Increasing CO2 Seasonal Cycle Amplitude in the Arctic Proportional to Rising Atmospheric CO2 Levels
L. Hu1,2, K. Schuldt1, S.A. Montzka2, E. Dlugokencky2, S.E. Michel3, B.H. Vaughn3, K. Thoning2, P.P. Tans2, J.B. Miller2, C. Sweeney2 and A.E. Andrews2
1Cooperative Institute for Research in Environmental Sciences (CIRES), University of Colorado, Boulder, CO 80309; 303-497-5238, E-mail: firstname.lastname@example.org
2NOAA Global Monitoring Laboratory (GML), Boulder, CO 80305
3Institute of Arctic and Alpine Research (INSTAAR), University of Colorado, Boulder, CO 80309
Atmospheric observations show an enhanced increase of atmospheric CO2 seasonal cycle amplitude (SCA) in the Arctic relative to lower latitudes. This enhancement coincides with intensified temperature increase in the Arctic and rising atmospheric CO2 concentrations globally, both of which were suggested to be important in causing the Arctic CO2 SCA amplification. Here, we present analyses of five-decades of atmospheric CO2 measurements at Barrow, Alaska (BRW) and Mauna Loa Observatory, Hawaii (MLO). At BRW, atmospheric CO2 SCA increased at a rate of 0.602 ± 0.057 % yr-1 between 1971 and 2021, whereas it increased at a rate of 0.226 ± 0.068 % yr-1 at MLO (Fig. 1). However, when normalizing their SCA by annual atmospheric CO2 mole fractions, the trend of CO2 SCA at both sites mostly disappears (Fig. 1), suggesting the SCA trend was likely primarily driven by increasing atmospheric CO2. We also analyzed atmospheric CO2, δ13CO2, and carbonyl sulfide (COS) measurements from 11 long-term Arctic sites and the 4-decades of marine boundary layer reference, which is a smoothed representation of atmospheric CO2 at different latitudes and constructed from atmospheric measurements at remote locations around the globe; results are overall consistent. To better understand the cause for the proportionality between the enhanced CO2 SCA in the Arctic and increasing atmospheric CO2 and to disentangle the regional contributions of fluxes and atmospheric transport to Arctic CO2 SCA amplification, we analyzed NOAA CarbonTracker (CT2019B) posterior fluxes between 2000 and 2018. Global simulations were conducted, where we traced the impact of regional fluxes by source categories (terrestrial CO2 uptake fluxes, fossil fuel emissions, ocean fluxes, and fire emissions) on measured atmospheric CO2 SCA at different sites.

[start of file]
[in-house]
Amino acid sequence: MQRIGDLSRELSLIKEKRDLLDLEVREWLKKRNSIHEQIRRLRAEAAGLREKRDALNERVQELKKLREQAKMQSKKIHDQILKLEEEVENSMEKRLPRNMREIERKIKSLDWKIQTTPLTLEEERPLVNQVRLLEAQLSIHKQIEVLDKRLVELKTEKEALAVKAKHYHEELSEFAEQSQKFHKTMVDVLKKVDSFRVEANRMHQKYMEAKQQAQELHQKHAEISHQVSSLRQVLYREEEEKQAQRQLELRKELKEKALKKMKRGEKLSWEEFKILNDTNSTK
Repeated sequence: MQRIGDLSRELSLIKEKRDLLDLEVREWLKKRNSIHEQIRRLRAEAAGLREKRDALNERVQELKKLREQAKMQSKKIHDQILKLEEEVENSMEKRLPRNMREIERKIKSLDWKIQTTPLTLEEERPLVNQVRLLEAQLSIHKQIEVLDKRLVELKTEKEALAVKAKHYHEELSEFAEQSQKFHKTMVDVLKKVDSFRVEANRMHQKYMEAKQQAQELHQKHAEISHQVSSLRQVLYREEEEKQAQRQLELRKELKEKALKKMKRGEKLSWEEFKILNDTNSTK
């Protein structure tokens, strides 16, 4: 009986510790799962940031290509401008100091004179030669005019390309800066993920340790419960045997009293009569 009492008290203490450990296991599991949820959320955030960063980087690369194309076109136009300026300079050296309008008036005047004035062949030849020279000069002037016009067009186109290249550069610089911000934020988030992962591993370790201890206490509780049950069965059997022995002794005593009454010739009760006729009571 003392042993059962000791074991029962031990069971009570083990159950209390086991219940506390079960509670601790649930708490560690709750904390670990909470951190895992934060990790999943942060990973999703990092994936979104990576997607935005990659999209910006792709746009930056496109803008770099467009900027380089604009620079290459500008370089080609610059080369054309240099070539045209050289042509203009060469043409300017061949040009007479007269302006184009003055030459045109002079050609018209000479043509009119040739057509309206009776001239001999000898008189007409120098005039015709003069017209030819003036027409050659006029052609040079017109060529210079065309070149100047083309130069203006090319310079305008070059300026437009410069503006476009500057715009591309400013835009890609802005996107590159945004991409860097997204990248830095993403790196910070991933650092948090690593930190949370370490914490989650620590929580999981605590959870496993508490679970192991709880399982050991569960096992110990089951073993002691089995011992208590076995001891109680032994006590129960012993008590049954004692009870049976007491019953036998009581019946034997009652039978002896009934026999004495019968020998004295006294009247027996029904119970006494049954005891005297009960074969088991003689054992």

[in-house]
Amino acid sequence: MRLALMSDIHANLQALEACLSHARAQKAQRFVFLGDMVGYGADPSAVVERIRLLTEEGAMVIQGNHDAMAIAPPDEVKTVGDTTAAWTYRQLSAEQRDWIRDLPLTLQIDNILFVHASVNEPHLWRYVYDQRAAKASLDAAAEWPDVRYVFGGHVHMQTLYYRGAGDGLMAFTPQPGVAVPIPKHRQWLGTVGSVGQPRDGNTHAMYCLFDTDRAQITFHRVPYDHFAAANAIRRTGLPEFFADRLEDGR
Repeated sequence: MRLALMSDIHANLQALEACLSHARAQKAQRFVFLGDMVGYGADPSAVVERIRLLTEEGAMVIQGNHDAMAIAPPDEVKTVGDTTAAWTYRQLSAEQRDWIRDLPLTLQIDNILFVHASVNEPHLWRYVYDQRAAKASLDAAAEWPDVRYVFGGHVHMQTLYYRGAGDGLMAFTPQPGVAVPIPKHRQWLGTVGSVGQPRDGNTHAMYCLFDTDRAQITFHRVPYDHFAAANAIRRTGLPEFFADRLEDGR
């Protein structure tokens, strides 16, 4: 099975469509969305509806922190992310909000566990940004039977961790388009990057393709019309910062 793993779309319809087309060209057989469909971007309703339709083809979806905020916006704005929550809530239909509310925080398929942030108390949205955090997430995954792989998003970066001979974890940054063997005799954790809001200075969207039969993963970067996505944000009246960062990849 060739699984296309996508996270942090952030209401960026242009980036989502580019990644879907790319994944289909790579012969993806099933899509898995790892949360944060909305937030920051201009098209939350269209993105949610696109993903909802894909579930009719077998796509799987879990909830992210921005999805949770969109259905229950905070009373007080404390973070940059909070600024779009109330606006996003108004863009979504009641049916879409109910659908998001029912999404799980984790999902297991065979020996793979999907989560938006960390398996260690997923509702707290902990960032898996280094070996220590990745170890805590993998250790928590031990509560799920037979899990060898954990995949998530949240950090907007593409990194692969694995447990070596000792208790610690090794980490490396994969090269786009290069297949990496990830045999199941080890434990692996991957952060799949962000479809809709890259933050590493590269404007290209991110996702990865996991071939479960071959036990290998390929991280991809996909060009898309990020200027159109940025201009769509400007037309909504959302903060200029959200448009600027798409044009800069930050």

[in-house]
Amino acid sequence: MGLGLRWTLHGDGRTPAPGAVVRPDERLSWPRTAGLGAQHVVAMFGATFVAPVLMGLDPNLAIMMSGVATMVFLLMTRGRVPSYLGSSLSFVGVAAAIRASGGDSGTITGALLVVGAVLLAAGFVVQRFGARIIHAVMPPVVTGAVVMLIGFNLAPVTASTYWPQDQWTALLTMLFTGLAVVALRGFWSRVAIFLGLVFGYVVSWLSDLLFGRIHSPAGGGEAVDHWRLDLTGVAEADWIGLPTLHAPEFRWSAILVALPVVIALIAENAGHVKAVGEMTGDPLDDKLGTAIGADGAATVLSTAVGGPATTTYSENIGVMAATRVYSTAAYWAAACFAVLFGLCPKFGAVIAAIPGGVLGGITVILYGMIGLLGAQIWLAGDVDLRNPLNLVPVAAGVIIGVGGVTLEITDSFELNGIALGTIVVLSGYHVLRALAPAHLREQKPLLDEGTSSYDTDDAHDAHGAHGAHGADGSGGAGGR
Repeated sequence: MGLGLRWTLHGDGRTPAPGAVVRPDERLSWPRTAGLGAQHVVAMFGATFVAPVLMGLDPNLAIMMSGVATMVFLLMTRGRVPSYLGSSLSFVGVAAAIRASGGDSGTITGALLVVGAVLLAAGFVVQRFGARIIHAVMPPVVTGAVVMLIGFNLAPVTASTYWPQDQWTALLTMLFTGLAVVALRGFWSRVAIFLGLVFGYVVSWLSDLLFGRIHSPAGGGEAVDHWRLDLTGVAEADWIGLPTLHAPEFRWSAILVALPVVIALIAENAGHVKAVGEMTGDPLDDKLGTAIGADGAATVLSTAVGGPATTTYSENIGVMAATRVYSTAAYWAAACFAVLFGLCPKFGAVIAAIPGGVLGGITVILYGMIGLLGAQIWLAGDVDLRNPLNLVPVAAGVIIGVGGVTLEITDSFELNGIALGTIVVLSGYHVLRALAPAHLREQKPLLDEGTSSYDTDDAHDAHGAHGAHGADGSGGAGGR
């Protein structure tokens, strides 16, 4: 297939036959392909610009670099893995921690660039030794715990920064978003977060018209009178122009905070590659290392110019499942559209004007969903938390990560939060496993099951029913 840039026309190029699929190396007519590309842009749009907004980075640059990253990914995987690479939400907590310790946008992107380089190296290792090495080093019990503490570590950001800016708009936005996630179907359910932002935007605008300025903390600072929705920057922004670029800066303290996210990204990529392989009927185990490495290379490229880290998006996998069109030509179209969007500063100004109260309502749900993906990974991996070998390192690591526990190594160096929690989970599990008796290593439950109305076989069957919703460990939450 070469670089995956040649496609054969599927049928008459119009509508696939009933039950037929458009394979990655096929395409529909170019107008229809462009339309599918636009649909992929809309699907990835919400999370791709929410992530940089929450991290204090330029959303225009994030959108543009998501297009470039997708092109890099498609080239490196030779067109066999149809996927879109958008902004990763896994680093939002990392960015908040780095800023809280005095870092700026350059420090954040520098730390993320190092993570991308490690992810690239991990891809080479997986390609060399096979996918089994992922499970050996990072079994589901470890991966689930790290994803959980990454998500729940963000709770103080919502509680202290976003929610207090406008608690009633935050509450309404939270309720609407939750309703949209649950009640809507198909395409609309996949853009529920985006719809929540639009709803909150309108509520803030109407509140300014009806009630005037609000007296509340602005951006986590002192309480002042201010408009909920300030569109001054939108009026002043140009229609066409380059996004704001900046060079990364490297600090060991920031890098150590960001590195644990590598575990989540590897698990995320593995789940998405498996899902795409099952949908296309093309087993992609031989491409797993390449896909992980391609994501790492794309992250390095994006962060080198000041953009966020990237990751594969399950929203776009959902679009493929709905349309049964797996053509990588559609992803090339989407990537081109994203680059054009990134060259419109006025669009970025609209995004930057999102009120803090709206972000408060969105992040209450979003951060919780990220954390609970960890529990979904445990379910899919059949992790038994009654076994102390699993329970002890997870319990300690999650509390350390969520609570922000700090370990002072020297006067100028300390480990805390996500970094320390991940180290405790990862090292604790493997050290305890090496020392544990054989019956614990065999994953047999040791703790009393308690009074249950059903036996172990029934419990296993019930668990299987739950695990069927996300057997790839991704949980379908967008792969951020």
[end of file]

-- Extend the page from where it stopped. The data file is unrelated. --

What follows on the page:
Figure 1. Seasonal cycle amplitude (SCA) of atmospheric CO2 measured at BRW (black) and MLO (red). Left panel: SCA in parts per million (ppm). Right panel: SCA normalized by annual average CO2.